Capital adequacy standards set for banks
( 2003-08-15 09:05) (China Daily)
A new regulation on capital adequacy standards for commercial banks will be introduced this year, the China Banking Regulatory Commission (CBRC) announced yesterday.
The regulation, the first of its kind, will be based upon the 1988 version of the Basel Accord, the international banking industry's regulatory benchmark. But it will also draw on a new version of the accord that is expected to be finalized by the end of this year, it said.
The regulation will retain an 8 per cent minimum capital adequacy ratio requirement, but will also include requirements for supervision and information disclosure, two extra elements in the new accord.
The accord is only binding for "internationally active'' banks in 10 developed countries, but is used by banking regulators worldwide as a reference.
Most Chinese banks would find it difficult to meet the 8 per cent requirement. Insiders said the new accord, which generally has stricter rules on the calculation of risk-weighted assets, may decrease their capital adequacy ratios by an average of 2 percentage points.
The banks are seeking ways to raise the ratio, their key barometer of risk management capacity. They have lobbied the government for a recapitalization as well as bond issuances, but have made little progress so far.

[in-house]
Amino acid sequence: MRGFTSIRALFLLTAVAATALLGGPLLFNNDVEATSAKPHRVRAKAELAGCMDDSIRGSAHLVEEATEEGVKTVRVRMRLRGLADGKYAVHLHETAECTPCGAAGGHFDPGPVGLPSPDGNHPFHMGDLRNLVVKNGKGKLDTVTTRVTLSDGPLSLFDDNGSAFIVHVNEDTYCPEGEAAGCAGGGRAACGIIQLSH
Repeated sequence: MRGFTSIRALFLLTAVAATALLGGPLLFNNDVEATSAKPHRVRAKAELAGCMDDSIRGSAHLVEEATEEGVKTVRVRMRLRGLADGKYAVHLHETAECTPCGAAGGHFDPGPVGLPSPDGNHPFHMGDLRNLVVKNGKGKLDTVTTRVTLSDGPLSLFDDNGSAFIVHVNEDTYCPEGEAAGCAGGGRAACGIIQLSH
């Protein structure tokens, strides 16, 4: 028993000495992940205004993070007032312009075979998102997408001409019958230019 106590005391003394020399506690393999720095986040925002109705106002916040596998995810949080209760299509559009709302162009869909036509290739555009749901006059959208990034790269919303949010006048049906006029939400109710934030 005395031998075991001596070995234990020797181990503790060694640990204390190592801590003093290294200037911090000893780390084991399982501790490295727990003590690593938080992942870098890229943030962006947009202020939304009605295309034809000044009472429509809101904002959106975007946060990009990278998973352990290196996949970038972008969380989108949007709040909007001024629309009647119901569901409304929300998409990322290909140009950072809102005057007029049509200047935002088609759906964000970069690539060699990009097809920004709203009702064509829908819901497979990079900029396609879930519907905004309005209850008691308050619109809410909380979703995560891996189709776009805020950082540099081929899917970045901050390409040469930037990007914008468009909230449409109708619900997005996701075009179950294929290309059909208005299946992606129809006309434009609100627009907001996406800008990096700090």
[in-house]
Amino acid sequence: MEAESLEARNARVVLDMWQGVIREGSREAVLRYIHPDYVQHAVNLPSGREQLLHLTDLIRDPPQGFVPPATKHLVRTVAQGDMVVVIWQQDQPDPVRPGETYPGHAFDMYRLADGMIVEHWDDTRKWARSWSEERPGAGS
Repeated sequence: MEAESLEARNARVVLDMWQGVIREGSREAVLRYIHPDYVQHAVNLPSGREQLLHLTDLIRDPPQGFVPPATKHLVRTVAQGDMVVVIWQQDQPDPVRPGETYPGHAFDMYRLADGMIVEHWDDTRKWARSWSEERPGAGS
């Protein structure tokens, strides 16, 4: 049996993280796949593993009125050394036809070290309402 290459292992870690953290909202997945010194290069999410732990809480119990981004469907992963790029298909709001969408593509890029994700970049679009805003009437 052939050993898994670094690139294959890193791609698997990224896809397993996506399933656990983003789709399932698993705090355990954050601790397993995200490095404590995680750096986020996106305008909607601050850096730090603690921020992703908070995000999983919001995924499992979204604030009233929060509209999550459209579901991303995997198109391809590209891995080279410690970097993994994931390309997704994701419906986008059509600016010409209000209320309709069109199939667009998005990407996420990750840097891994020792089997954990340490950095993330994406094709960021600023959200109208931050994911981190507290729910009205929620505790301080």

"Our continued use of the old accord is based on the reality in China,'' a CBRC spokesman said in a statement.
Implementing the new Basel Accord in China now is unlikely to considerably enhance its management of risk, but will push up capital requirements for the country's banking industry, he said.
The commission said China will not consider applying the new accord by the end of 2006, its implementation date in the 10 developed countries. But China will embrace the accord as an opportunity to improve risk management in its commercial banks.
"The new capital accord will provide our banking industry with a new look and new opportunities,'' the spokesman said.
Major Chinese banks have started building risk management systems in compliance with the new accord, and smaller banks are also actively seeking input in the new accord.
"Considering that only part of the Chinese banking industry has started implementing the five-category loan classification system (an internationally accepted loan classification method), the propensity among commercial banks to actively use the new accord for reference and improve risk management is encouraging,'' the spokesman said.
The spokesman said the new accord may cause "negative impacts'' on capital flows in developing countries. He said it also may put emerging market commercial banks, especially their overseas branches and affiliates, at a competitive disadvantage, but did not elaborate.
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